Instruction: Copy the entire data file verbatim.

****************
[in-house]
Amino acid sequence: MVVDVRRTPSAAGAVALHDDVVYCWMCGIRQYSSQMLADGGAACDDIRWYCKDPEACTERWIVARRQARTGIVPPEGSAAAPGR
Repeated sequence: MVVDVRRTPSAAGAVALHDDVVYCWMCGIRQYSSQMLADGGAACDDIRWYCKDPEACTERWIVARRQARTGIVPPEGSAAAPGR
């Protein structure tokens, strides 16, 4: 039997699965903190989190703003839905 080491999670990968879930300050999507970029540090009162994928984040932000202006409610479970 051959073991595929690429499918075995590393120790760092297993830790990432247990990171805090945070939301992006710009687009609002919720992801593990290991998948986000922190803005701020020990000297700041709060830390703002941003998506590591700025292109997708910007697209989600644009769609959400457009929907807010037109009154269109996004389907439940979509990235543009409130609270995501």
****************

[in-house]
Amino acid sequence: MVVDVRRTPSAAGAVALHDDVVYCWMCGIRQYSSQMLADGGAACDDIRWYCKDPEACTERWIVARRQARTGIVPPEGSAAAPGR
Repeated sequence: MVVDVRRTPSAAGAVALHDDVVYCWMCGIRQYSSQMLADGGAACDDIRWYCKDPEACTERWIVARRQARTGIVPPEGSAAAPGR
């Protein structure tokens, strides 16, 4: 039997699965903190989190703003839905 080491999670990968879930300050999507970029540090009162994928984040932000202006409610479970 051959073991595929690429499918075995590393120790760092297993830790990432247990990171805090945070939301992006710009687009609002919720992801593990290991998948986000922190803005701020020990000297700041709060830390703002941003998506590591700025292109997708910007697209989600644009769609959400457009929907807010037109009154269109996004389907439940979509990235543009409130609270995501």